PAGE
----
December 2012
Economics, Management & Financial Markets;Dec2012, Vol. 7 Issue 4, p559
Academic Journal
Labor, the main production factor traded on the labor market, actually represents the essence of the functioning mechanism of this market. Labor was appreciated by Adam Smith as the unique source of wealth of the nations, and by John Maynard Keynes as the one that produces everything. In the factors of production system, work occupies the first and perhaps the most important place, due to the fact that thanks to it the combination and efficient use of the other factors of production are achieved.


Related Articles

  • LABOR MARKET INFLUENCES ON ENTRY VS. NONENTRY WAGES: EVIDENCE FROM MINNESOTA PUBLIC SCHOOL DISTRICTS. Pierson, David A. // Nebraska Journal of Economics & Business;Spring83, Vol. 22 Issue 2, p33 

    Analyzes whether external labor market factors influence entry wages more than monetary wages. Factors which affect the decision of employers to augment their labor force by recruiting from outside sources; Characterization of public wage structure; Description of the study design.

  • SOURCES OF INTRA-INDUSTRY WAGE DISPERSION: HOW MUCH DO EMPLOYERS MATTER?. Groshen, Erica L. // Quarterly Journal of Economics;Aug91, Vol. 106 Issue 3, p869 

    This article explains clearly that intra-industry establishment wage differentials are a large portion of wage variation that merit continuing research. Occupation and establishment identity alone can explain over 90 percent of wage variation among blue-collar workers. Analysis of variance can...

  • THE RELATIONSHIP BETWEEN FIRM SIZE AND FACTOR PRICE. Bassett, Lowell R.; Borcherding, Thomas E. // Quarterly Journal of Economics;Aug70, Vol. 84 Issue 3, p518 

    This article demonstrates a simple relation between the slope of the firm's expansion path and the direction of change in its minimum average cost output. The effect of factor price change on the optimum firm size is similar to the expansion path. The average cost output is invariant to factor...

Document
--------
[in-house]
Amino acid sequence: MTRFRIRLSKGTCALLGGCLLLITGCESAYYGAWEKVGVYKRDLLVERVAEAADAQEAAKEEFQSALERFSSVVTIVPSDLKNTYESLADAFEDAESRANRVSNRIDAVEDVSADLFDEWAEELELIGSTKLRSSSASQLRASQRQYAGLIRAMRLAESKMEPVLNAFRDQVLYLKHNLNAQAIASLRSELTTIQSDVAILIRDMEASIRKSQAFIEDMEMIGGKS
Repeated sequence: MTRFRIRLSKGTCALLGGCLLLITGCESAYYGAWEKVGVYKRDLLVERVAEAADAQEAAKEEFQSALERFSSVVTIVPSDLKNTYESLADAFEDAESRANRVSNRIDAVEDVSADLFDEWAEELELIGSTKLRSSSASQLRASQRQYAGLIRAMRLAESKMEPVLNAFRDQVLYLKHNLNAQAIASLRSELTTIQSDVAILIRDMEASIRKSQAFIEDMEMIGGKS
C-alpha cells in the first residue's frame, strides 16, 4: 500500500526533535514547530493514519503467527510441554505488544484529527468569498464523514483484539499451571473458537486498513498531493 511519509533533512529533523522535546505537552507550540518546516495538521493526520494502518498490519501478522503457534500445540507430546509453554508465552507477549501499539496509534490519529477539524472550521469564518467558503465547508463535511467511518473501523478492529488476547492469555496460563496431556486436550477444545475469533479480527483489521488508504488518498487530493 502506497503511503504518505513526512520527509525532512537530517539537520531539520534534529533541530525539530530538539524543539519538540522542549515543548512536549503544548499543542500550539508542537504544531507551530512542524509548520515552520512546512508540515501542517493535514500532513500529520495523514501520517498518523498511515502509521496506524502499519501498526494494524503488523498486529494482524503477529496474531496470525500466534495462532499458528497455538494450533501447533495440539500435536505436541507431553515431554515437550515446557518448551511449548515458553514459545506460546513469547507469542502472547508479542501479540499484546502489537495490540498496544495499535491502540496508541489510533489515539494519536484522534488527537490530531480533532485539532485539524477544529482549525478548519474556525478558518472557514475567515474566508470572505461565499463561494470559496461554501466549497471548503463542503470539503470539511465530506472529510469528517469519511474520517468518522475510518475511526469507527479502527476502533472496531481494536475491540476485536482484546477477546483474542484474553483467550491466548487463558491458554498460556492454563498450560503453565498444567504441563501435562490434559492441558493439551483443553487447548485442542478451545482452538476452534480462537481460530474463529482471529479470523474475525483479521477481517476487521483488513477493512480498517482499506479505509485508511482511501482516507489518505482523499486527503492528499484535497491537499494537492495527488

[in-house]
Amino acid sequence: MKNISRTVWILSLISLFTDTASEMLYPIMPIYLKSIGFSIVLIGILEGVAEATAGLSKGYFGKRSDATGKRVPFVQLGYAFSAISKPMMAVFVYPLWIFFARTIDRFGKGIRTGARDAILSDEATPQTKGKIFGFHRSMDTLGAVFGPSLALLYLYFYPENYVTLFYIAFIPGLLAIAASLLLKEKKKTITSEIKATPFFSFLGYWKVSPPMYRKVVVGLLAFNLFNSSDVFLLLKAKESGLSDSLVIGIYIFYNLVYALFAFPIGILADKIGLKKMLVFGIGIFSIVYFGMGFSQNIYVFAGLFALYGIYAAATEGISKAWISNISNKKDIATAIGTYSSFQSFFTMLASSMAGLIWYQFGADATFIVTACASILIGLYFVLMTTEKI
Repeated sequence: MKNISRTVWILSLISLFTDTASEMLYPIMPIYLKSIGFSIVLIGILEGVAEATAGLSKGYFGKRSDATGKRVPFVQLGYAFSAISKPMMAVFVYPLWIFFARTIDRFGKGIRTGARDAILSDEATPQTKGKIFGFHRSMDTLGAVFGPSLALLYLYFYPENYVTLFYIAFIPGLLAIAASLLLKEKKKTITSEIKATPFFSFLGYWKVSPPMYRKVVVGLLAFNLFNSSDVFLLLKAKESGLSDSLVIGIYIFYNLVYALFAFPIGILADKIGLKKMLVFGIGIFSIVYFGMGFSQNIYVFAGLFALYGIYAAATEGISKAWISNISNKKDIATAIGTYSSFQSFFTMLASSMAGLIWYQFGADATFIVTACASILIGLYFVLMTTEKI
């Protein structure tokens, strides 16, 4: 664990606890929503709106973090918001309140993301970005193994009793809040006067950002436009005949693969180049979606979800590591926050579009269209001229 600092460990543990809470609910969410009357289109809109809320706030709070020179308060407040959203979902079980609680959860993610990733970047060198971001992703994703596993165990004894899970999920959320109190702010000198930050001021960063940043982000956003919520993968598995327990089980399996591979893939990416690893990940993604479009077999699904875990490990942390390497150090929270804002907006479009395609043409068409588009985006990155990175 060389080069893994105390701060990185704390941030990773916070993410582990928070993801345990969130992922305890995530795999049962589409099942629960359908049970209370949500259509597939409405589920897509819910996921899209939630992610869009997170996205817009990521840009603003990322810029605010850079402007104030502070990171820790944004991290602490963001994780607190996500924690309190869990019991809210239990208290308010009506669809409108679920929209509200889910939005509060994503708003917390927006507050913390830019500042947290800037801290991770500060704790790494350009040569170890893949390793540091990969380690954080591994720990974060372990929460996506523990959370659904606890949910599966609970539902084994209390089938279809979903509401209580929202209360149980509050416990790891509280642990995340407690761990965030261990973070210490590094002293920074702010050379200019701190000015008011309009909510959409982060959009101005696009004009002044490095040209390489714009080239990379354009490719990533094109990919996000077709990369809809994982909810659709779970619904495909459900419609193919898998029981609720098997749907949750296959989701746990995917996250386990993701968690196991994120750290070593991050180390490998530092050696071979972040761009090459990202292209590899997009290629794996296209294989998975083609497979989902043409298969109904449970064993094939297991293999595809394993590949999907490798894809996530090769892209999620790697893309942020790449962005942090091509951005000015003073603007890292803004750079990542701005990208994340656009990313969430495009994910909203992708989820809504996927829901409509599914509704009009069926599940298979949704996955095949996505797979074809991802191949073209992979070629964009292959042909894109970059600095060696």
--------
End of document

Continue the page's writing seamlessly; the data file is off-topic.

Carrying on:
• What makes motherhood so expensive?: The role of social expectations, interdependence, and coordination failure in explaining lower wages of mothers. Self, Sharmistha // Journal of Socio-Economics;Dec2005, Vol. 34 Issue 6, p850 

    Abstract: This paper utilizes expectations imposed by society to explain lower wages of mothers compared to non-mothers in the labor market. Social expectation, interdependence between mothers� labor supply and childcare services, and lack of coordination between employers, employees...

  • A match made in advertising. Young, Simon // AdMedia;Aug2006, Vol. 21 Issue 7, p25 

    The article deals with the increase in salaries in the advertising industry in New Zealand. The labor shortage in the country was believed to be the source of the improvement in wages received by employees in the industry. In this regard, advertisers in the nation are exerting efforts to recruit...

  • Summary table.  // Employment & Earnings;Dec2004, Vol. 51 Issue 12, p7 

    Presents charts and a graph depicting the labor force status and earnings of employees on nonfarm payrolls in the U.S. from 2000 to 2004.

  • ESTABLISHMENT DATA.  // Employment & Earnings;Dec2004, Vol. 51 Issue 12, p52 

    Presents several charts depicting the number of employees on nonfarm payrolls and average hours and earnings of nonsupervisory workers on private nonfarm payrolls by major industry sector in the U.S. from 1964 to 2000.

  • America's Choice: High Skills or Low Wages. Marshall, Ray // Labor Law Journal;Aug91, Vol. 42 Issue 8, p453 

    This article examines whether highly-skilled workforce is more important than the reduction of wages to the U.S. economy. In a 1990 report, the Commission on the Skills of the American Workforce found that relative to six other countries studied, very few U.S. companies have moved to the...

  • Technical report.  // Labour Market Trends;Nov2003, Vol. 111 Issue 11, p575 

    Examines the benefits of excluding bonus payments in the computation of seasonally adjusted Average Earnings Index (AEI) in Great Britain. Reasons why the AEI series excluding bonus payments and arrears of pay might be regarded as seasonal; Effect of bonus payments on AEI; Gap between average...


Read the Article


Sorry, but this item is not currently available from your library.

Try another library?
Sign out of this library

Other Topics